Today I awoke to the news that Iain Banks has terminal cancer. It’s the sort of news that you hear and don’t understand. The literary world in Scotland isn’t exactly huge but it does have quality and standing somewhere near (at?) the top is Iain. He’s a popular figure to the extent everyone around here has an ‘Iain Banks anecdote’. I have two:
The first time I was so starstruck I couldn’t speak. I left embarrassed convinced he would remember me as that weird quiet guy who fidgeted before handing his books over for signing.
The second was at the book festival and I managed to spend a couple of minutes talking to him. I asked him why his novel Transition was published as SF in states but as his regular literary output over here. “Well,” he said, “It was 51% SF over there but only 49% here.”
I now know I’ll never be able to ask him questions I wanted to on the first attempt. And I will never get to ask the questions about if he was likely to do a post -Culture Culture novel.
All of this is starting to sound like am obituary and he’s not dead yet. He still has another novel coming out and we’re told this will be his last.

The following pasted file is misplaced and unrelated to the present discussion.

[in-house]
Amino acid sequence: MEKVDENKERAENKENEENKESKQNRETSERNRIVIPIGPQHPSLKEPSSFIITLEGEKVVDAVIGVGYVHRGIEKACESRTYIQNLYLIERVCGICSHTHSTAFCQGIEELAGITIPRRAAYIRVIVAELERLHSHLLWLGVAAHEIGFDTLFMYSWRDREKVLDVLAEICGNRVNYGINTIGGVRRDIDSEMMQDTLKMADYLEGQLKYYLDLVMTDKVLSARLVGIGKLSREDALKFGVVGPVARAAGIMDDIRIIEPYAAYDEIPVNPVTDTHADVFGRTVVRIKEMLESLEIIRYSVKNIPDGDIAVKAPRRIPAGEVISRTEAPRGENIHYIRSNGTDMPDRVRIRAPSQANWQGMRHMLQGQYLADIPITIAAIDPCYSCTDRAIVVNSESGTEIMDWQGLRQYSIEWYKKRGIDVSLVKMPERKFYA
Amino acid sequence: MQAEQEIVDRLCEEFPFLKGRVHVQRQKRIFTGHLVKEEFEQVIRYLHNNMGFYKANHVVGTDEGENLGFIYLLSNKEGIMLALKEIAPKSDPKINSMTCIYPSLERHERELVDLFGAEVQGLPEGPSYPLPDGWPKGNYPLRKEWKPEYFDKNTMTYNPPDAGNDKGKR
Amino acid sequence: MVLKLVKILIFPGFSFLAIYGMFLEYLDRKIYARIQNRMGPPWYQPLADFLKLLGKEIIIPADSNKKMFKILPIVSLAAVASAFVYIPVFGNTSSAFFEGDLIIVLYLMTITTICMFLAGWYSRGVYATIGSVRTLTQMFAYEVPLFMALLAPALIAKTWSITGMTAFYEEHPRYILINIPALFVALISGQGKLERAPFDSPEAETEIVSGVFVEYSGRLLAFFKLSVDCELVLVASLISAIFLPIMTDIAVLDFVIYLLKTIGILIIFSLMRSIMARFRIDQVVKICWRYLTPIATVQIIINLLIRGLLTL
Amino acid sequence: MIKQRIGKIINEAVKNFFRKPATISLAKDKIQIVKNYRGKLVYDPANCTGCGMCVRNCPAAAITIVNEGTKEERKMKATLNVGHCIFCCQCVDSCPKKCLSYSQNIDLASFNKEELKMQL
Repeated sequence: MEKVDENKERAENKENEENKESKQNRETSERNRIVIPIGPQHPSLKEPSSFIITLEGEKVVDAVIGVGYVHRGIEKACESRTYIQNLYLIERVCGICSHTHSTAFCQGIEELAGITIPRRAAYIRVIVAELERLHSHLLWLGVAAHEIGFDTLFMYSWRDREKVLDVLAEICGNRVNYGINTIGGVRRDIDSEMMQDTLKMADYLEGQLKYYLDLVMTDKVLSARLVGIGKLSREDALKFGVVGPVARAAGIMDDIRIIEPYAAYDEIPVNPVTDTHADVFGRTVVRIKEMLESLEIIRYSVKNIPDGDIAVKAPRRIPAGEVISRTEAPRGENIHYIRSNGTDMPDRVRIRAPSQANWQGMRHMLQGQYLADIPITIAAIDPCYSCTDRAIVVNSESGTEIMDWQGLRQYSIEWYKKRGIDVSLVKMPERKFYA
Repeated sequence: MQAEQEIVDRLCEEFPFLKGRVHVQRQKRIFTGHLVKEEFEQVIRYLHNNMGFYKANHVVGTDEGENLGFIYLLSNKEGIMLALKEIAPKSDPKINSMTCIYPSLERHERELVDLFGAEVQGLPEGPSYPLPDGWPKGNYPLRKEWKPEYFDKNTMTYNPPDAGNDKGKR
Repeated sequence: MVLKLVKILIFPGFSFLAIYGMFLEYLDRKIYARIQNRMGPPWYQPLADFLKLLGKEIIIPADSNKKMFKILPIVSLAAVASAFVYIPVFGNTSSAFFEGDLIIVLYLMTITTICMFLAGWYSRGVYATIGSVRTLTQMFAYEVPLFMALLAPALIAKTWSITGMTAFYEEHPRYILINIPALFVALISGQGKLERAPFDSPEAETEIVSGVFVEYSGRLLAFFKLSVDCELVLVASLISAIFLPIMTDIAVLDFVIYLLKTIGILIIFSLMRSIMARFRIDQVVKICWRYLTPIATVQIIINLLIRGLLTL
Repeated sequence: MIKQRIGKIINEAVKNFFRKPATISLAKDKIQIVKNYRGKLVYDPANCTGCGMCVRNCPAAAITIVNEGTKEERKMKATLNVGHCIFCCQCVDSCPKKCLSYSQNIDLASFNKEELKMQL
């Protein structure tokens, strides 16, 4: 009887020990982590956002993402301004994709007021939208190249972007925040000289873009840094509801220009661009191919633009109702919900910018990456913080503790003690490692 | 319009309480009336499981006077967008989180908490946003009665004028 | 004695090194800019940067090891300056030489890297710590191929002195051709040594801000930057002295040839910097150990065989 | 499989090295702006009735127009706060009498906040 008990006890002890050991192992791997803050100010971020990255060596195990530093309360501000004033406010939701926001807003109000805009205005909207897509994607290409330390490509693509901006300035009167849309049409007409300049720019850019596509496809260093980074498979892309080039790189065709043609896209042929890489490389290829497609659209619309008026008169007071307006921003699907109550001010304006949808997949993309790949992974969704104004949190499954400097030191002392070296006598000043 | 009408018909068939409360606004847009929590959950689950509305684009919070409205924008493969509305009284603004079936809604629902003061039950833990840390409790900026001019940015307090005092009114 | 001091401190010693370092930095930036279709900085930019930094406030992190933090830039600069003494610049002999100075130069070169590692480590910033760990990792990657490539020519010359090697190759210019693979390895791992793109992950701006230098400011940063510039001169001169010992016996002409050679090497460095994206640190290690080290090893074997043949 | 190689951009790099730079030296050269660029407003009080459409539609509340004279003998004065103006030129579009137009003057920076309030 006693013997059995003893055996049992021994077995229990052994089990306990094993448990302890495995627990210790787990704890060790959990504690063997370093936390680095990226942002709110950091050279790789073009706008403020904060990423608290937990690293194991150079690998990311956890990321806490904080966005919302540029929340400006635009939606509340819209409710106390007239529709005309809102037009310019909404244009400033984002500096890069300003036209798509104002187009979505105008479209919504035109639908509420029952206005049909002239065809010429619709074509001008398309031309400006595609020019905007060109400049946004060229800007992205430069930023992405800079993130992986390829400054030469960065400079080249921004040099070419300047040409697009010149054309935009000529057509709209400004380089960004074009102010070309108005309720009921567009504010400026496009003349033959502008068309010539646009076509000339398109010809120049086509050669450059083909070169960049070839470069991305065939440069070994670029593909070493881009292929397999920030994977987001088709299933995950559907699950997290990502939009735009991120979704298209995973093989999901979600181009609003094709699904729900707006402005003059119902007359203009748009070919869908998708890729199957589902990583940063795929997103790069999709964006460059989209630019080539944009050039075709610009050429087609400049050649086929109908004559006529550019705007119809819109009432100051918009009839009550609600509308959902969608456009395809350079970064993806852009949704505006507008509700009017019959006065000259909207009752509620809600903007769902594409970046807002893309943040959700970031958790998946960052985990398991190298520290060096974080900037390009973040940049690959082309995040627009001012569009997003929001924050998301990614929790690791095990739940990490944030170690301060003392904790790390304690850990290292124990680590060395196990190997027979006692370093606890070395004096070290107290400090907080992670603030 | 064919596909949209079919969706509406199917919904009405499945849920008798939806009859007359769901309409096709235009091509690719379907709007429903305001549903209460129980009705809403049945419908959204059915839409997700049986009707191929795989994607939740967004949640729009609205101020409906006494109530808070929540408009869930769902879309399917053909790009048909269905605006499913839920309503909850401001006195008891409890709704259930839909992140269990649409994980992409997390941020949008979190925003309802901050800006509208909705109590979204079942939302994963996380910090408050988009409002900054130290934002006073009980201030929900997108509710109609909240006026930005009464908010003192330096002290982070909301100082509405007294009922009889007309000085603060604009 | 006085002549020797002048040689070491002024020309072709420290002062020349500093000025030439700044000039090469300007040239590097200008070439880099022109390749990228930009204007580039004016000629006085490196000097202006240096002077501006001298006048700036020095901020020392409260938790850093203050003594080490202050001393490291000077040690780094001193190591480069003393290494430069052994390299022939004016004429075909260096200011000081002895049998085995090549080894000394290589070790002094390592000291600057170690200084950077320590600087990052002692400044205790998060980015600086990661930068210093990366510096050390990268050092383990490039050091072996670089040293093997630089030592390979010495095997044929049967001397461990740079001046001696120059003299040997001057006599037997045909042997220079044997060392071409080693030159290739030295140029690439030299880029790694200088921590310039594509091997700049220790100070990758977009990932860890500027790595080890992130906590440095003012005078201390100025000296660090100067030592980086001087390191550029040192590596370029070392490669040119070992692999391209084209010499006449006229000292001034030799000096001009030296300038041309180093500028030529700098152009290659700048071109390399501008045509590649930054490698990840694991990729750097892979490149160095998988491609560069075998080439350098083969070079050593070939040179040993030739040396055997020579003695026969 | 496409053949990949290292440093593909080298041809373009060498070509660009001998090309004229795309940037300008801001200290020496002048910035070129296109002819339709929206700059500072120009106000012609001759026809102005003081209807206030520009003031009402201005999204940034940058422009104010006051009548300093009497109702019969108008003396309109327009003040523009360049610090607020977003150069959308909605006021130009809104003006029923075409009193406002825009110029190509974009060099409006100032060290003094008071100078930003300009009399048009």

Instead I would like to sign off with a comment on my favourite Culture novel: Use of Weapons.
Use of Weapons is a startling novel. There are two story strands which wind round each other, each shedding a little more light on the other until they meet. It was the first novel by Iain I’d read that really effected me on a personal level. It’s shocking and powerful and I maintain it’s his best work. It’s also the first novel that really made me think about how you structure a story. And that you don’t necessarily need to plod from A to B to C. It opened my mind to other ways of approaching telling stories that I was not aware of at that time in my life.
So I don’t think it’s time to mourn him yet. He has months to go and instead I salute his genius and recommend that you should seek out his work and have your mind expanded.